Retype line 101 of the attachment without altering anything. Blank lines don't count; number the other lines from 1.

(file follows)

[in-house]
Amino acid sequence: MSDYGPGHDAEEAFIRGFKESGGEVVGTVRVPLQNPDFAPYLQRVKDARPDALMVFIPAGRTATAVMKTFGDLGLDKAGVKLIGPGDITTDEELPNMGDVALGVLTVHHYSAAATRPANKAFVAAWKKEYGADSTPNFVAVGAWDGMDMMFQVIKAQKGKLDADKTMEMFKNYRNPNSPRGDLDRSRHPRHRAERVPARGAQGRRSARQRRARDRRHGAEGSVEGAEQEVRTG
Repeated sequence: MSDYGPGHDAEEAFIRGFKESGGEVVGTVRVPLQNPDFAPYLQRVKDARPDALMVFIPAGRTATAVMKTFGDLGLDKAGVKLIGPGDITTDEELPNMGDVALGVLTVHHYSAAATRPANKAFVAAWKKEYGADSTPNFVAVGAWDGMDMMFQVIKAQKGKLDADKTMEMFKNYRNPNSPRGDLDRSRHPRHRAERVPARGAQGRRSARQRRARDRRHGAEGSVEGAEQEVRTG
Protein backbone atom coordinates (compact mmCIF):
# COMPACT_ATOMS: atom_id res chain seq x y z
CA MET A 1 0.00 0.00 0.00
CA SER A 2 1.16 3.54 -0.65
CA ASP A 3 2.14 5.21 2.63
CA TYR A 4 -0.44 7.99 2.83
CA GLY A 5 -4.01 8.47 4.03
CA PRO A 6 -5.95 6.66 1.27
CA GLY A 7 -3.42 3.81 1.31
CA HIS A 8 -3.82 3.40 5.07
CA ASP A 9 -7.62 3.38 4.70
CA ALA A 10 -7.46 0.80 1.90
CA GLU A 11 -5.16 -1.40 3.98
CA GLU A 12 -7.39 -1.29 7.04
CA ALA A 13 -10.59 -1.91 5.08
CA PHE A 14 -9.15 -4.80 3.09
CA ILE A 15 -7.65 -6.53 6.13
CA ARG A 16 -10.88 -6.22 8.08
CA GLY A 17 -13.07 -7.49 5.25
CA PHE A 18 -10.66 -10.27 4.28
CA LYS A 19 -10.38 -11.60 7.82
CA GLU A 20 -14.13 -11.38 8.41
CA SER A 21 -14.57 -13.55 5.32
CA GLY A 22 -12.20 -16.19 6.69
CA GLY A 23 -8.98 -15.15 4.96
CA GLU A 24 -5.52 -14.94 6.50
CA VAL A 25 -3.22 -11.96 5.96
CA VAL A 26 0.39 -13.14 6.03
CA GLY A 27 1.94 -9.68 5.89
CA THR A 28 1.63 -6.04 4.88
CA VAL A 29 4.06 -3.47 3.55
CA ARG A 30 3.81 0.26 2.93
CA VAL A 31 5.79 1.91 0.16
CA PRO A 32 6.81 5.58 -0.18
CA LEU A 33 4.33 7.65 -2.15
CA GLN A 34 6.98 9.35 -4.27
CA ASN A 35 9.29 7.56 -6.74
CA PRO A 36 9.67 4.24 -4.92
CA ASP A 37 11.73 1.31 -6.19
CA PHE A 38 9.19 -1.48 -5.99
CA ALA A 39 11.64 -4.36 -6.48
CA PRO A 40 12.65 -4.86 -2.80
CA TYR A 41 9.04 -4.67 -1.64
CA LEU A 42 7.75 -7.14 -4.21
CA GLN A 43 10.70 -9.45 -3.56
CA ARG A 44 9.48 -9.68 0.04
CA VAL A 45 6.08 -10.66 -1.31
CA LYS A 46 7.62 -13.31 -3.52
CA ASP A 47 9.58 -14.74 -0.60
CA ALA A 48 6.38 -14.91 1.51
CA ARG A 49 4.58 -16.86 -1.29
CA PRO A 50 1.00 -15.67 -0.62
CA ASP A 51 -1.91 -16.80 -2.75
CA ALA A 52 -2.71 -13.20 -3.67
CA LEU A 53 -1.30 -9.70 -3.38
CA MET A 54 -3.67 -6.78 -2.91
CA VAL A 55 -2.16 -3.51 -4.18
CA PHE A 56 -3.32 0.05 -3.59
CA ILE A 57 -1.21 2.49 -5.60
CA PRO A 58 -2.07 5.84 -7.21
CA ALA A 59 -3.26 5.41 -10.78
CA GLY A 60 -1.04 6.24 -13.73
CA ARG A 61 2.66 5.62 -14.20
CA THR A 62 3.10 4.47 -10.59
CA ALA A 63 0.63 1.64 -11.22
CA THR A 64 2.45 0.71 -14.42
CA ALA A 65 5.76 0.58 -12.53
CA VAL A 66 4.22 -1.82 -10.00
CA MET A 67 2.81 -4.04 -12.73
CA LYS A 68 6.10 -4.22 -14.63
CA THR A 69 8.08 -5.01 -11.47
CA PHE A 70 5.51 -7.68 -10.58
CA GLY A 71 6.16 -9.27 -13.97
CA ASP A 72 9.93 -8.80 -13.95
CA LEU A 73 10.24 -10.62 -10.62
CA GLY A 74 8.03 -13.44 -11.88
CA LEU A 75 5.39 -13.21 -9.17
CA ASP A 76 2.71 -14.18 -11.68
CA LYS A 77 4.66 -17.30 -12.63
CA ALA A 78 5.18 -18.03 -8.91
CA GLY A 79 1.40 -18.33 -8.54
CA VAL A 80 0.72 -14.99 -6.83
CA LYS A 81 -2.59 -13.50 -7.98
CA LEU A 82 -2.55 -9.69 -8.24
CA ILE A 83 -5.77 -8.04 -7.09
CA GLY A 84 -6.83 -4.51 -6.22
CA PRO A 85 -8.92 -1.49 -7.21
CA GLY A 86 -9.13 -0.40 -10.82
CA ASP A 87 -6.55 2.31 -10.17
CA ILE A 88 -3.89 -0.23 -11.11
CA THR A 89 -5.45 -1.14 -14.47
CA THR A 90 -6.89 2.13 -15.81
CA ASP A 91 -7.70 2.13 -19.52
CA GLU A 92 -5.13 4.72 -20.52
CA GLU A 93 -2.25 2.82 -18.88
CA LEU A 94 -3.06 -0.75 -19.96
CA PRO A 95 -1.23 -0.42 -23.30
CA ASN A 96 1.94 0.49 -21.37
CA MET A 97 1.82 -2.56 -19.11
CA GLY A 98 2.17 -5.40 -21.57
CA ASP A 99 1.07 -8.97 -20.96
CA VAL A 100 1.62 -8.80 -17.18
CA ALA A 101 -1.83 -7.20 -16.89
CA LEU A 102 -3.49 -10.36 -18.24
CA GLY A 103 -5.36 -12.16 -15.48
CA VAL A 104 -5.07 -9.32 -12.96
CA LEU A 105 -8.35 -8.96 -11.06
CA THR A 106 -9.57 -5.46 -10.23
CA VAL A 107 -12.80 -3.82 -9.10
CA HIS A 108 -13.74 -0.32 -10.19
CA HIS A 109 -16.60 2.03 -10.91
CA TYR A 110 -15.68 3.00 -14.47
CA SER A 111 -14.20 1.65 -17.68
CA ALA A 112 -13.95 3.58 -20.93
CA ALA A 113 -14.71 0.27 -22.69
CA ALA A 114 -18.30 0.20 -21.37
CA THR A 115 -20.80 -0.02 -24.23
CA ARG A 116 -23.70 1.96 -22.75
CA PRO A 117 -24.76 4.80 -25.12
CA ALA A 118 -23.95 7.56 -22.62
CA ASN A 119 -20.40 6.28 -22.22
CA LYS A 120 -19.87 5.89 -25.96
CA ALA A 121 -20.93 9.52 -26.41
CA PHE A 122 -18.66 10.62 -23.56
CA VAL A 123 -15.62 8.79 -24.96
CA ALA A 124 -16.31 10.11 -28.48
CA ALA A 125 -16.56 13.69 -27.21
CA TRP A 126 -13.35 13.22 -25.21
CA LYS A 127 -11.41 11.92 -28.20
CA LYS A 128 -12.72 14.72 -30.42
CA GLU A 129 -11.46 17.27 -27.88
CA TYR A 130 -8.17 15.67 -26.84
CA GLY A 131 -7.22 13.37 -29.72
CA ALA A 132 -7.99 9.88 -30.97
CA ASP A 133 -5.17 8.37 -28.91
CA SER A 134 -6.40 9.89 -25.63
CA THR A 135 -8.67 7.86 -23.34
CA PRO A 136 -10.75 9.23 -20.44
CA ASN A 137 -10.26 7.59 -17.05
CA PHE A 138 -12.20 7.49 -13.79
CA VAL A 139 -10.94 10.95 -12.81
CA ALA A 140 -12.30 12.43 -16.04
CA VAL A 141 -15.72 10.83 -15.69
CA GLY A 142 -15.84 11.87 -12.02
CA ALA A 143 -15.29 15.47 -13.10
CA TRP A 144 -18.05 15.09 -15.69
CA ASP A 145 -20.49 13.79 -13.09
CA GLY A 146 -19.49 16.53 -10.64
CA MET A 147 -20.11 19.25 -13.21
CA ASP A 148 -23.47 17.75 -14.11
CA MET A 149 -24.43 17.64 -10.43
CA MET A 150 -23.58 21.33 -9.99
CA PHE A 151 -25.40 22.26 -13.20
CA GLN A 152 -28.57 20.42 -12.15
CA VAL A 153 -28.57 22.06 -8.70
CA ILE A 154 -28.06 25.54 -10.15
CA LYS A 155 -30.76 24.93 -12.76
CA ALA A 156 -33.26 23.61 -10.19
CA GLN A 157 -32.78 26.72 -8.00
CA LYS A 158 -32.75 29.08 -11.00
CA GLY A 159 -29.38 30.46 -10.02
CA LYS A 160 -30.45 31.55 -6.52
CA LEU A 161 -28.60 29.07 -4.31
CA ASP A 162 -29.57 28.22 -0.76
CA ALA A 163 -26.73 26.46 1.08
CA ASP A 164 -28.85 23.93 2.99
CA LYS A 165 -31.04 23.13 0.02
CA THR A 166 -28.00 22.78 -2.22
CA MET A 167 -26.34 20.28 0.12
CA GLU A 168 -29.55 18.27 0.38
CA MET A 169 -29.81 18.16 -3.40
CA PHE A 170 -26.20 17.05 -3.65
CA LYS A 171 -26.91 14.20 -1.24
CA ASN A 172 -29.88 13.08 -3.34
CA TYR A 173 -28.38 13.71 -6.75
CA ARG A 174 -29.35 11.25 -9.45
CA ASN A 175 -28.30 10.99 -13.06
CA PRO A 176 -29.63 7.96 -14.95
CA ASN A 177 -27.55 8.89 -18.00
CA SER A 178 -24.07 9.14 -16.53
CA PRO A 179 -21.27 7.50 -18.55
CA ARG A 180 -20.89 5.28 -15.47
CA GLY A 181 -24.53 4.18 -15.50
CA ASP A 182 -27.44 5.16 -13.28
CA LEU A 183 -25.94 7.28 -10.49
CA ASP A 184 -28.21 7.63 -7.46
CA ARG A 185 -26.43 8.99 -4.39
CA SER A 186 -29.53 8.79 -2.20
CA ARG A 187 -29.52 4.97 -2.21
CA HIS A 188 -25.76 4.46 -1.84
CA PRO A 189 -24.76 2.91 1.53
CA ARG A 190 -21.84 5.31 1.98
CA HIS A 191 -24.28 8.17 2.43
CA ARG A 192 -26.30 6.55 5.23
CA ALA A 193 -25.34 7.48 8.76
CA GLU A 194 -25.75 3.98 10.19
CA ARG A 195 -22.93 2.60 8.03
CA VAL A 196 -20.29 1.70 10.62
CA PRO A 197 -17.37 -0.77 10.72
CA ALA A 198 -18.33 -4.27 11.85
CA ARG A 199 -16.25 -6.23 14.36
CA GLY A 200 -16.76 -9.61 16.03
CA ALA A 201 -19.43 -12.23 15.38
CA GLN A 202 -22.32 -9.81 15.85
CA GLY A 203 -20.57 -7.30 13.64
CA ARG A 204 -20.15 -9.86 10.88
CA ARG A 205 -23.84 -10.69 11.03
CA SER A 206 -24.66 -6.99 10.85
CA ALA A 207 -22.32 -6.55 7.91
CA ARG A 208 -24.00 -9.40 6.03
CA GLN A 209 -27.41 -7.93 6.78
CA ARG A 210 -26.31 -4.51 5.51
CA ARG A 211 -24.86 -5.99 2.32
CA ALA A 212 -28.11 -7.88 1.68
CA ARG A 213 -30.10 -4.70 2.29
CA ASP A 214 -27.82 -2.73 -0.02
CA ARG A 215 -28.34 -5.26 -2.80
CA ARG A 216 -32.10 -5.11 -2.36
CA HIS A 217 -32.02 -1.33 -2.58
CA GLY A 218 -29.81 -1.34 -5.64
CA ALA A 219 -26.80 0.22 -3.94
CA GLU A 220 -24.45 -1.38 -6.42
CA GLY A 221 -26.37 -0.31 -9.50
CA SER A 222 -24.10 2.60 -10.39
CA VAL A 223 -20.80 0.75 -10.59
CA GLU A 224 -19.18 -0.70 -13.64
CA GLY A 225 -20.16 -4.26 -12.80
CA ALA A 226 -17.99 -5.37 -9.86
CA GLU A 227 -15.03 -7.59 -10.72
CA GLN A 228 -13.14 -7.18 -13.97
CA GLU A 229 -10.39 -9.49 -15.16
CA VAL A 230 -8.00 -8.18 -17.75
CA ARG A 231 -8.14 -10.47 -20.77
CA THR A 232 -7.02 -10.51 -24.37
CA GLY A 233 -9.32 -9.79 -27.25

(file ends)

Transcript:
CA ASN A 96 1.94 0.49 -21.37